This is going to look really spiffy on a bottle of our ale in the near future. Don’t you think? It’s the culmination of months of ‘the creative process’ involving many real people and some fake ones, too. Well, maybe not FAKE, but somewhat false. It seems so ridiculous, so painfully Orwellian, this experience I’m having with a little piece of paper with words and images on it. And the federal government. How much can our system control what people see and interpret? When does a good intention turn into a blasphemous use of taxpayer dollars? Guess what??? I’ve found one. Call Tom Brokaw, would you? I’m feeling pretty fleeced right now.
Back in May. May 14, I submitted our first official label attempt to the Advertising, Labeling, and Formulation Division of the Alcohol & Tobacco Tax and Trade Bureau. I, at once, demanded more capital letters and acronyms, but that’s another story. Our label was denied 3 times for font size, how we stated the volume on the bottle (That’s 1 pint, 9.4 fluid ounces NOT 25.4 fl. oz.!!!). Little harmless whatevers. Finally, I had it where I thought ‘they’ wanted it. Nope. Seems that our use of the word Apothecary falsely promotes a health benefit to the consumer (whom we evidently must protect like a rosy-cheeked babe). The timing is a bit interesting because we had been licensed by another arm of the TTB over a year ago under the name ‘The Ale Apothecary’. It’s how we pay our taxes. Crazy! We were also instructed to remove the image of mortar and pestle from our label (it was in the place of my mash tun in our current label, above). I fought this angle for a bit, stating that the word ‘Apothecary’ actually means ‘storekeeper’ and that in today’s modern society, it has lost any true meaning that it once had. It’s an antique word that can mean a piece of furniture, candy, lotion, wine cafe, tea shop, what have you. And a mortar & pestle makes great guacamole. I even tried playing on the sentimental value of my family heritage, which one should be able to celebrate out loud and in public if one wants. No go. So, instead of hiring a lawyer, I went back and hired Nate again over at Accomplice Creative to re-work what he’d done. With some inspiration from my friend, graffiti George, and substituting an image of my mash tun in place of the mortar & pestle, we now had something way cooler than before AND we were complying with the feds. Perhaps I should be thanking the TTB for this. Our label ended up better because of you. At least some of you.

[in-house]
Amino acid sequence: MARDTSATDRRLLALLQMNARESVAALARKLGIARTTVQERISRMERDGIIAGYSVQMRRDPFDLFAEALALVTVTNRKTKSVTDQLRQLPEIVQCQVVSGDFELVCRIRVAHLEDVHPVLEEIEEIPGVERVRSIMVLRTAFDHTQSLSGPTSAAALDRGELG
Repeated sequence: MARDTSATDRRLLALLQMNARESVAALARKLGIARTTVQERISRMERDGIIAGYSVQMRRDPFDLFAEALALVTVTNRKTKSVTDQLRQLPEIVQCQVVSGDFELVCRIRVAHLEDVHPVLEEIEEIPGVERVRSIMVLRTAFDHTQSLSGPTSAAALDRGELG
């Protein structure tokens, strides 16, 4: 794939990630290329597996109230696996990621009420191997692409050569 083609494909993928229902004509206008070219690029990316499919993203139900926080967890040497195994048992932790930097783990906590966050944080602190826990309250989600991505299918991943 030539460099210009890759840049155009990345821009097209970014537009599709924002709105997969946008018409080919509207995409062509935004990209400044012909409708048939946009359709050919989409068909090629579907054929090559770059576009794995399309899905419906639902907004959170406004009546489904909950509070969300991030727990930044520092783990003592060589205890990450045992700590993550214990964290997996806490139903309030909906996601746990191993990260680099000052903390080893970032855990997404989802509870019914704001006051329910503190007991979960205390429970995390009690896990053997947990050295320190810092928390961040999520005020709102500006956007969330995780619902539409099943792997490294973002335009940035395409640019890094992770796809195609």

Well, that was about 2 weeks ago. We complied, we filed, but we still haven’t received approval. Not so good for a start-up business needing to bring in revenue. Again, shouldn’t they be helping me to generate some consumer activity? Wouldn’t that be the best thing in everyone’s interest? Again, nope. Evidently, forms and the way they are filled out (and by whom) trump common sense. It’s like Brazil, that movie by Terry Gilliam, coming alive right in front of me. Here’s the gist:
“You need to update your trade name if you’re not going to use ‘The Ale Apothecary’. It needs to reflect that your trade name is ¿APOTH?.” OK. Where’s the form?
“That’s another department. Call this number.” OK.
“Hello? Yes, you need an Amended Basic Permit Form. Fill it out like this.” OK. Here you go!
“We received it. Thank you.” OK. 2 days pass.
“Unfortunately, this is not the right form. You need to file a new Brewers Notice Form. And our system cannot handle an upside down question mark. Fill out part A, circle both boxes, even though is says only to circle one. Part 14, section 3 as well. Please fax instead of scan.” No fax number included. Email sent requesting fax number, still no response.
I have until July 4th to re-submit my label to the Labeling and Formulation Division (as seen above), which meets all the criteria I’ve been asked to meet. It will be discarded otherwise. However, I need to wait for the Revenue department (the other guys) of the TTB to change my ‘Doing Business As’ name in THE SYSTEM so the Labeling Division can see it in front of them. I have filled out the form, but they can’t deal with an upside down question mark or send me a fax number?
It’s almost too much to handle, but since I make alcohol for a living, I can at least self-medicate. Take that, TTB. In a situation where my great-grandfather filled prescriptions for beer during prohibition, my grandfather ran a state-controlled liquor store from his pharmacy, and my father raised and educated me on income generated from his pharmacy, I am forbidden to use any reference to this whatsoever. In case people get the wrong idea. And I don’t think I’m talking about a false health benefit here.
I’m talking about people thinking independently and doing things for themselves, regardless of red tape and uncommon sense.
As Staci says, “Ask for forgiveness, not permission.”
I’m about ready to take her advice and apply it to the front of a bottle of beer.